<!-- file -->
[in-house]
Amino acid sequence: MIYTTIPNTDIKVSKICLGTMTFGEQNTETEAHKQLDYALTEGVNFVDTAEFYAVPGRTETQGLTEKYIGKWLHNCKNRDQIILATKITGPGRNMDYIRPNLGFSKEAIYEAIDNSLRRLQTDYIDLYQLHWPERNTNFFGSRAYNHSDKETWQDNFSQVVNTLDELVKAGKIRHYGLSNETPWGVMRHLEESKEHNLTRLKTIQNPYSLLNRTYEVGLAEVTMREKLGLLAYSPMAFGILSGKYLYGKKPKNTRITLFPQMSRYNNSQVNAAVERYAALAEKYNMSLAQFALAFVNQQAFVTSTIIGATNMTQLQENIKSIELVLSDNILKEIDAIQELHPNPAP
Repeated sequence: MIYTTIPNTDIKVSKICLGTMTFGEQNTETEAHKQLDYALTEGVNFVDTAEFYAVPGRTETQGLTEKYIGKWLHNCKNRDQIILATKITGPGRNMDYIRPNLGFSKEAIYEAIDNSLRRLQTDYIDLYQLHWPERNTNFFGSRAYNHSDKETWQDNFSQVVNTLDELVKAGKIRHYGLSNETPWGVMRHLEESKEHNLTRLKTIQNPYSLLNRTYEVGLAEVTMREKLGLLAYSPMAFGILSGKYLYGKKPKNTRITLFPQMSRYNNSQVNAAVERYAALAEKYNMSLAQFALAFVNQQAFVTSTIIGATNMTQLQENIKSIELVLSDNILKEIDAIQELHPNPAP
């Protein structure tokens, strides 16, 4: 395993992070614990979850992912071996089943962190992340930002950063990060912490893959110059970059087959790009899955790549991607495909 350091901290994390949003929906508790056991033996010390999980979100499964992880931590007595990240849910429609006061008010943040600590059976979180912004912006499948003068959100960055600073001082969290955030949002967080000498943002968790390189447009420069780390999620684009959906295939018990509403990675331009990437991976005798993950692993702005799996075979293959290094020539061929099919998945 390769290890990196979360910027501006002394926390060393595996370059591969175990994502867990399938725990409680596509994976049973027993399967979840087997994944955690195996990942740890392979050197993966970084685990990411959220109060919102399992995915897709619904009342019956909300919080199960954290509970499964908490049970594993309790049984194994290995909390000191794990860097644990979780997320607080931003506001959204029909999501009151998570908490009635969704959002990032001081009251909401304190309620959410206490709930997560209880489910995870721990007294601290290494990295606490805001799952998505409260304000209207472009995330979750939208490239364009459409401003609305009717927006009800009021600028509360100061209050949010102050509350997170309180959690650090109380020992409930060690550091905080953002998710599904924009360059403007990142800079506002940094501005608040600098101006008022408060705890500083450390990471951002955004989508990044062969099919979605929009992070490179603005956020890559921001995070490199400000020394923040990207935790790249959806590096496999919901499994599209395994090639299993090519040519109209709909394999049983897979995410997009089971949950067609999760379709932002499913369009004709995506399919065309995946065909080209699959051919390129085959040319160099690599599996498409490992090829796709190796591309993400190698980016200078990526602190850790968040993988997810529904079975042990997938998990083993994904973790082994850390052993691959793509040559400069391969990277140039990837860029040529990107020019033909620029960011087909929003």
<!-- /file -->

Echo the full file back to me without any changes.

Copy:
[in-house]
Amino acid sequence: MIYTTIPNTDIKVSKICLGTMTFGEQNTETEAHKQLDYALTEGVNFVDTAEFYAVPGRTETQGLTEKYIGKWLHNCKNRDQIILATKITGPGRNMDYIRPNLGFSKEAIYEAIDNSLRRLQTDYIDLYQLHWPERNTNFFGSRAYNHSDKETWQDNFSQVVNTLDELVKAGKIRHYGLSNETPWGVMRHLEESKEHNLTRLKTIQNPYSLLNRTYEVGLAEVTMREKLGLLAYSPMAFGILSGKYLYGKKPKNTRITLFPQMSRYNNSQVNAAVERYAALAEKYNMSLAQFALAFVNQQAFVTSTIIGATNMTQLQENIKSIELVLSDNILKEIDAIQELHPNPAP
Repeated sequence: MIYTTIPNTDIKVSKICLGTMTFGEQNTETEAHKQLDYALTEGVNFVDTAEFYAVPGRTETQGLTEKYIGKWLHNCKNRDQIILATKITGPGRNMDYIRPNLGFSKEAIYEAIDNSLRRLQTDYIDLYQLHWPERNTNFFGSRAYNHSDKETWQDNFSQVVNTLDELVKAGKIRHYGLSNETPWGVMRHLEESKEHNLTRLKTIQNPYSLLNRTYEVGLAEVTMREKLGLLAYSPMAFGILSGKYLYGKKPKNTRITLFPQMSRYNNSQVNAAVERYAALAEKYNMSLAQFALAFVNQQAFVTSTIIGATNMTQLQENIKSIELVLSDNILKEIDAIQELHPNPAP
């Protein structure tokens, strides 16, 4: 395993992070614990979850992912071996089943962190992340930002950063990060912490893959110059970059087959790009899955790549991607495909 350091901290994390949003929906508790056991033996010390999980979100499964992880931590007595990240849910429609006061008010943040600590059976979180912004912006499948003068959100960055600073001082969290955030949002967080000498943002968790390189447009420069780390999620684009959906295939018990509403990675331009990437991976005798993950692993702005799996075979293959290094020539061929099919998945 390769290890990196979360910027501006002394926390060393595996370059591969175990994502867990399938725990409680596509994976049973027993399967979840087997994944955690195996990942740890392979050197993966970084685990990411959220109060919102399992995915897709619904009342019956909300919080199960954290509970499964908490049970594993309790049984194994290995909390000191794990860097644990979780997320607080931003506001959204029909999501009151998570908490009635969704959002990032001081009251909401304190309620959410206490709930997560209880489910995870721990007294601290290494990295606490805001799952998505409260304000209207472009995330979750939208490239364009459409401003609305009717927006009800009021600028509360100061209050949010102050509350997170309180959690650090109380020992409930060690550091905080953002998710599904924009360059403007990142800079506002940094501005608040600098101006008022408060705890500083450390990471951002955004989508990044062969099919979605929009992070490179603005956020890559921001995070490199400000020394923040990207935790790249959806590096496999919901499994599209395994090639299993090519040519109209709909394999049983897979995410997009089971949950067609999760379709932002499913369009004709995506399919065309995946065909080209699959051919390129085959040319160099690599599996498409490992090829796709190796591309993400190698980016200078990526602190850790968040993988997810529904079975042990997938998990083993994904973790082994850390052993691959793509040559400069391969990277140039990837860029040529990107020019033909620029960011087909929003």